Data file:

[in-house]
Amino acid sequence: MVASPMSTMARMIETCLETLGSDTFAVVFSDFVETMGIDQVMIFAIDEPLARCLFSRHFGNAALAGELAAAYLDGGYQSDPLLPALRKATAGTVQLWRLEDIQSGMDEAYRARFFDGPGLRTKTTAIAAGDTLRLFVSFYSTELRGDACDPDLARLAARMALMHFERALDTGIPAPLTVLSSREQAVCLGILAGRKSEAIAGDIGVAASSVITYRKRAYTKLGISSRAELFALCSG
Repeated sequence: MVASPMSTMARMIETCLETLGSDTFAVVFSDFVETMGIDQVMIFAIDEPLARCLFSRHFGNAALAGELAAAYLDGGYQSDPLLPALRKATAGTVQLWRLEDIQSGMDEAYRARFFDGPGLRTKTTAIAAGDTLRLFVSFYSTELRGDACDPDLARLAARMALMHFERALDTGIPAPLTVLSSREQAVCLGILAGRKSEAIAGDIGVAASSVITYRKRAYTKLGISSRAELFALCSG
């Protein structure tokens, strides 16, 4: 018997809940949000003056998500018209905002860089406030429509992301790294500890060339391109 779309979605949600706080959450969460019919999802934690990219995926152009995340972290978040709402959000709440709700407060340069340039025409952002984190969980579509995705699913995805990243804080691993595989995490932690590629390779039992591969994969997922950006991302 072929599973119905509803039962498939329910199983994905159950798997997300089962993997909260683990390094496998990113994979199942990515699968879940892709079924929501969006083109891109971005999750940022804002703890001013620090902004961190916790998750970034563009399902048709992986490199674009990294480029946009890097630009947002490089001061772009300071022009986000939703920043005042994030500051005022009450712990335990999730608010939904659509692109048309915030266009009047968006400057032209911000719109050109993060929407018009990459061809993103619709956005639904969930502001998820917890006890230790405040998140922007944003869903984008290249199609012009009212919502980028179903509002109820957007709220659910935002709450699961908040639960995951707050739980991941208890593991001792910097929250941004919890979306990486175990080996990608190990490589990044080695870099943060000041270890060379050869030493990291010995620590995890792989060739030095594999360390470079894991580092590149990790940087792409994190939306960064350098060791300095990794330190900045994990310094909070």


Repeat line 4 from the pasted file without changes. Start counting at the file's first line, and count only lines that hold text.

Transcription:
């Protein structure tokens, strides 16, 4: 018997809940949000003056998500018209905002860089406030429509992301790294500890060339391109 779309979605949600706080959450969460019919999802934690990219995926152009995340972290978040709402959000709440709700407060340069340039025409952002984190969980579509995705699913995805990243804080691993595989995490932690590629390779039992591969994969997922950006991302 072929599973119905509803039962498939329910199983994905159950798997997300089962993997909260683990390094496998990113994979199942990515699968879940892709079924929501969006083109891109971005999750940022804002703890001013620090902004961190916790998750970034563009399902048709992986490199674009990294480029946009890097630009947002490089001061772009300071022009986000939703920043005042994030500051005022009450712990335990999730608010939904659509692109048309915030266009009047968006400057032209911000719109050109993060929407018009990459061809993103619709956005639904969930502001998820917890006890230790405040998140922007944003869903984008290249199609012009009212919502980028179903509002109820957007709220659910935002709450699961908040639960995951707050739980991941208890593991001792910097929250941004919890979306990486175990080996990608190990490589990044080695870099943060000041270890060379050869030493990291010995620590995890792989060739030095594999360390470079894991580092590149990790940087792409994190939306960064350098060791300095990794330190900045994990310094909070």